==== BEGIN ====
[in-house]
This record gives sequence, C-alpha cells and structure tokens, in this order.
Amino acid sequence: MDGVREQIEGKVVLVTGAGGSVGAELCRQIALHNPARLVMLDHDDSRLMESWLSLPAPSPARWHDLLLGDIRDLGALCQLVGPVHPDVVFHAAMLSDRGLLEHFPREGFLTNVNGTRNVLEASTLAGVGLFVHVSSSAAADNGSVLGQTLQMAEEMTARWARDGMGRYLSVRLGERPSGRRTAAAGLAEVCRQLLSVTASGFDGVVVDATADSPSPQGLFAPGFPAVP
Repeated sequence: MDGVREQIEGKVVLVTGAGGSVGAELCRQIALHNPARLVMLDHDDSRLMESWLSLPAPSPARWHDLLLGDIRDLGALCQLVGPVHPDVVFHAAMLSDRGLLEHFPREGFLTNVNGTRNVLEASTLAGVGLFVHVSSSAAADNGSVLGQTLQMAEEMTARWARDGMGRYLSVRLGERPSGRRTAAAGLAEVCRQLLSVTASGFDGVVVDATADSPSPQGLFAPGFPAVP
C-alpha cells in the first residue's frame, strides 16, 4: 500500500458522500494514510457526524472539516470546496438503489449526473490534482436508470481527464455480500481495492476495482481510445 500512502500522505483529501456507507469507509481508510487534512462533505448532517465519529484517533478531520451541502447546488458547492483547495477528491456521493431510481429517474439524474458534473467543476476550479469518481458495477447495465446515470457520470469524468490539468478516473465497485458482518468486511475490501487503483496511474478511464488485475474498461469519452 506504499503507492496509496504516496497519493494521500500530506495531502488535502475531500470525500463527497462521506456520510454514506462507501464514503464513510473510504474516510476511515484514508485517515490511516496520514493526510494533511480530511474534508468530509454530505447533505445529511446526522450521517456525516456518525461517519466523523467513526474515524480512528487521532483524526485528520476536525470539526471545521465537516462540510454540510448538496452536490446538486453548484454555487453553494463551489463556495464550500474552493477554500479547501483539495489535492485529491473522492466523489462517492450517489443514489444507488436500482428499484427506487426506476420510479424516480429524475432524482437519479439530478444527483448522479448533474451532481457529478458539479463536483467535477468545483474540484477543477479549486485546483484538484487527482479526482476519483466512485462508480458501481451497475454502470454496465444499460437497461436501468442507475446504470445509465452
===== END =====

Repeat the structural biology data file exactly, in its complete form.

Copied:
[in-house]
This record gives sequence, C-alpha cells and structure tokens, in this order.
Amino acid sequence: MDGVREQIEGKVVLVTGAGGSVGAELCRQIALHNPARLVMLDHDDSRLMESWLSLPAPSPARWHDLLLGDIRDLGALCQLVGPVHPDVVFHAAMLSDRGLLEHFPREGFLTNVNGTRNVLEASTLAGVGLFVHVSSSAAADNGSVLGQTLQMAEEMTARWARDGMGRYLSVRLGERPSGRRTAAAGLAEVCRQLLSVTASGFDGVVVDATADSPSPQGLFAPGFPAVP
Repeated sequence: MDGVREQIEGKVVLVTGAGGSVGAELCRQIALHNPARLVMLDHDDSRLMESWLSLPAPSPARWHDLLLGDIRDLGALCQLVGPVHPDVVFHAAMLSDRGLLEHFPREGFLTNVNGTRNVLEASTLAGVGLFVHVSSSAAADNGSVLGQTLQMAEEMTARWARDGMGRYLSVRLGERPSGRRTAAAGLAEVCRQLLSVTASGFDGVVVDATADSPSPQGLFAPGFPAVP
C-alpha cells in the first residue's frame, strides 16, 4: 500500500458522500494514510457526524472539516470546496438503489449526473490534482436508470481527464455480500481495492476495482481510445 500512502500522505483529501456507507469507509481508510487534512462533505448532517465519529484517533478531520451541502447546488458547492483547495477528491456521493431510481429517474439524474458534473467543476476550479469518481458495477447495465446515470457520470469524468490539468478516473465497485458482518468486511475490501487503483496511474478511464488485475474498461469519452 506504499503507492496509496504516496497519493494521500500530506495531502488535502475531500470525500463527497462521506456520510454514506462507501464514503464513510473510504474516510476511515484514508485517515490511516496520514493526510494533511480530511474534508468530509454530505447533505445529511446526522450521517456525516456518525461517519466523523467513526474515524480512528487521532483524526485528520476536525470539526471545521465537516462540510454540510448538496452536490446538486453548484454555487453553494463551489463556495464550500474552493477554500479547501483539495489535492485529491473522492466523489462517492450517489443514489444507488436500482428499484427506487426506476420510479424516480429524475432524482437519479439530478444527483448522479448533474451532481457529478458539479463536483467535477468545483474540484477543477479549486485546483484538484487527482479526482476519483466512485462508480458501481451497475454502470454496465444499460437497461436501468442507475446504470445509465452